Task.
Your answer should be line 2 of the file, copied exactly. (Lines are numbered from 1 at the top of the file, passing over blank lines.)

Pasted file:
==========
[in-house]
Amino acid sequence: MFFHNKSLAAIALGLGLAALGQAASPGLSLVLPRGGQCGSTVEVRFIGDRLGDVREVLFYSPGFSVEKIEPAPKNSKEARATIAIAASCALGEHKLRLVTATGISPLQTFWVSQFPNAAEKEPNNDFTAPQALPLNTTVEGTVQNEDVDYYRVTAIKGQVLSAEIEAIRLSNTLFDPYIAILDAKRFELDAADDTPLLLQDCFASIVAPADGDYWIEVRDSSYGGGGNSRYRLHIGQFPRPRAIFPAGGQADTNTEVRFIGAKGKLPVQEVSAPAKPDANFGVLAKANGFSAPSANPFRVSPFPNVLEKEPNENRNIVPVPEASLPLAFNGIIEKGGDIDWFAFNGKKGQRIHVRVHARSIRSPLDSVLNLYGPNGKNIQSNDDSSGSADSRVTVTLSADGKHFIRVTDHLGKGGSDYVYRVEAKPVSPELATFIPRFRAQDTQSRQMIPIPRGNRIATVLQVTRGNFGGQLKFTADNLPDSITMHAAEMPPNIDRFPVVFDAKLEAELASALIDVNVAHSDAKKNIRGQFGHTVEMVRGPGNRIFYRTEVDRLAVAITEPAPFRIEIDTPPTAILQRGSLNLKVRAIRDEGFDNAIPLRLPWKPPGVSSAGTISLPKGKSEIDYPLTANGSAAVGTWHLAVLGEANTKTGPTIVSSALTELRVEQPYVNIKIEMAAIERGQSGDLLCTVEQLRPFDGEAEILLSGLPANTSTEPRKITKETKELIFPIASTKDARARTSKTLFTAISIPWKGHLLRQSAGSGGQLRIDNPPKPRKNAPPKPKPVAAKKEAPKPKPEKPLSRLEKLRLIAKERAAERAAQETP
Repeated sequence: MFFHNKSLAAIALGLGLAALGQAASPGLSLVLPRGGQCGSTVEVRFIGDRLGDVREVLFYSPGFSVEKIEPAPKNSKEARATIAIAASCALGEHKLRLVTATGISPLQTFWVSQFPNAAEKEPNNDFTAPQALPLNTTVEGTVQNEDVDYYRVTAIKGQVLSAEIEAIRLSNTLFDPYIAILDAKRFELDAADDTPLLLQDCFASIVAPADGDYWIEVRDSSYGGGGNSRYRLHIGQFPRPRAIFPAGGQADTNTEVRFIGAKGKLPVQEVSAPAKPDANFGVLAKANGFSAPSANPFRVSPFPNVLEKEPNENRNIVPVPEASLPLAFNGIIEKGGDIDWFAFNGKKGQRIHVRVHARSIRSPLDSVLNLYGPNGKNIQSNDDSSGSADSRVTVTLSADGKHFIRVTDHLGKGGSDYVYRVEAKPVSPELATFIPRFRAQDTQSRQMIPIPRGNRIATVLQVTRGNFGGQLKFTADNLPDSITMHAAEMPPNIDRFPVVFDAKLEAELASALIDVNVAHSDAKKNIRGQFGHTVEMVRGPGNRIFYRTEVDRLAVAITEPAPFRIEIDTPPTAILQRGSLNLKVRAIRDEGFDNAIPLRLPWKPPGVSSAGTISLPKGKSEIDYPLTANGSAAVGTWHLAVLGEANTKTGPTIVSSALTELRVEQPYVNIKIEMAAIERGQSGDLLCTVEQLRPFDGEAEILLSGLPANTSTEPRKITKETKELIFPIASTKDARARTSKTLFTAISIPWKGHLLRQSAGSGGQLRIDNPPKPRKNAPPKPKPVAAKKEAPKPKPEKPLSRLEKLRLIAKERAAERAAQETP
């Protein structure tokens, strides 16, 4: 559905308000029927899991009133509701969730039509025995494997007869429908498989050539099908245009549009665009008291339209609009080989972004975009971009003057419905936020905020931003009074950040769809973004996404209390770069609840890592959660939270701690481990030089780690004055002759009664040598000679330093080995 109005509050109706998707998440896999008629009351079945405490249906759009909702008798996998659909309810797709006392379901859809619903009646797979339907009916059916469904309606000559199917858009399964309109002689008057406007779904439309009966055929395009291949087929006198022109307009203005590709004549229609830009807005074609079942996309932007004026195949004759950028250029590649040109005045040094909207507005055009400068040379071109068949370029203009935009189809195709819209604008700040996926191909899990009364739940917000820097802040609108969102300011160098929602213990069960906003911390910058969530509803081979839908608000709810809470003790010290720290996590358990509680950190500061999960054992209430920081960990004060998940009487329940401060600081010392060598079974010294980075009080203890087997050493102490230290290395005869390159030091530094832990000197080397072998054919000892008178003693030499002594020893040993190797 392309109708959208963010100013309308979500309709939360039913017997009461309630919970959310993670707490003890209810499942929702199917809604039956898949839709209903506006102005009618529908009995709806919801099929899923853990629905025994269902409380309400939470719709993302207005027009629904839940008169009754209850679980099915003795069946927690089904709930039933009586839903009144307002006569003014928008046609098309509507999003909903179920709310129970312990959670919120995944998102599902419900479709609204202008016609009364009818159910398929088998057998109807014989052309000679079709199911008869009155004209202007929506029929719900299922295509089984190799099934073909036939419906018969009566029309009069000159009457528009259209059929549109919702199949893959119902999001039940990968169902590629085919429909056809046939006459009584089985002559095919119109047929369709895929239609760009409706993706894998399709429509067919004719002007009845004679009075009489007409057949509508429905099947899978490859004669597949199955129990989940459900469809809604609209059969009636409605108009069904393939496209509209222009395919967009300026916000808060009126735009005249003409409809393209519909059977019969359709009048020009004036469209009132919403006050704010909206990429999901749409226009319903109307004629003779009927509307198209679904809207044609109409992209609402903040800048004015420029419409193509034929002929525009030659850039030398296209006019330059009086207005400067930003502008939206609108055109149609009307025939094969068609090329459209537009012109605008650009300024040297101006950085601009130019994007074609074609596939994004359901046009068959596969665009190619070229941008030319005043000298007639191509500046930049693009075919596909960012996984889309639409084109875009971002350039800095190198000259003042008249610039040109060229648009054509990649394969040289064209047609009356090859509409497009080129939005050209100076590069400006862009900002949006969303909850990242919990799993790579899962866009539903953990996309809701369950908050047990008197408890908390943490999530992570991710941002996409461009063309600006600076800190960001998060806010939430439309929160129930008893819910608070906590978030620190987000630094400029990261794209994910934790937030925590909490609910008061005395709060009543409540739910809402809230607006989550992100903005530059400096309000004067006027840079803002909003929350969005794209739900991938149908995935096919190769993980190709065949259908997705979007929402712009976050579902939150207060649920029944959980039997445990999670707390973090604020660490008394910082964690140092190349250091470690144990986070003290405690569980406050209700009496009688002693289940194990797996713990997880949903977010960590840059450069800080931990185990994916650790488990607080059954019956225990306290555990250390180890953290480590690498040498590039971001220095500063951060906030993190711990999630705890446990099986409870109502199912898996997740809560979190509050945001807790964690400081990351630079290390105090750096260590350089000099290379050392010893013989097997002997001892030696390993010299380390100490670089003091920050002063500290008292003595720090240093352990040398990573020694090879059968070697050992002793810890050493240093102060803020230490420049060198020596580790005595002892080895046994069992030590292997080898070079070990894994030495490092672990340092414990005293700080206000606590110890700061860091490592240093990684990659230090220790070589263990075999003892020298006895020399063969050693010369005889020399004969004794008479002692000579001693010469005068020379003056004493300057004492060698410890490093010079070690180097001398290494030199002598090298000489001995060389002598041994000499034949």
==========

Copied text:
Amino acid sequence: MFFHNKSLAAIALGLGLAALGQAASPGLSLVLPRGGQCGSTVEVRFIGDRLGDVREVLFYSPGFSVEKIEPAPKNSKEARATIAIAASCALGEHKLRLVTATGISPLQTFWVSQFPNAAEKEPNNDFTAPQALPLNTTVEGTVQNEDVDYYRVTAIKGQVLSAEIEAIRLSNTLFDPYIAILDAKRFELDAADDTPLLLQDCFASIVAPADGDYWIEVRDSSYGGGGNSRYRLHIGQFPRPRAIFPAGGQADTNTEVRFIGAKGKLPVQEVSAPAKPDANFGVLAKANGFSAPSANPFRVSPFPNVLEKEPNENRNIVPVPEASLPLAFNGIIEKGGDIDWFAFNGKKGQRIHVRVHARSIRSPLDSVLNLYGPNGKNIQSNDDSSGSADSRVTVTLSADGKHFIRVTDHLGKGGSDYVYRVEAKPVSPELATFIPRFRAQDTQSRQMIPIPRGNRIATVLQVTRGNFGGQLKFTADNLPDSITMHAAEMPPNIDRFPVVFDAKLEAELASALIDVNVAHSDAKKNIRGQFGHTVEMVRGPGNRIFYRTEVDRLAVAITEPAPFRIEIDTPPTAILQRGSLNLKVRAIRDEGFDNAIPLRLPWKPPGVSSAGTISLPKGKSEIDYPLTANGSAAVGTWHLAVLGEANTKTGPTIVSSALTELRVEQPYVNIKIEMAAIERGQSGDLLCTVEQLRPFDGEAEILLSGLPANTSTEPRKITKETKELIFPIASTKDARARTSKTLFTAISIPWKGHLLRQSAGSGGQLRIDNPPKPRKNAPPKPKPVAAKKEAPKPKPEKPLSRLEKLRLIAKERAAERAAQETP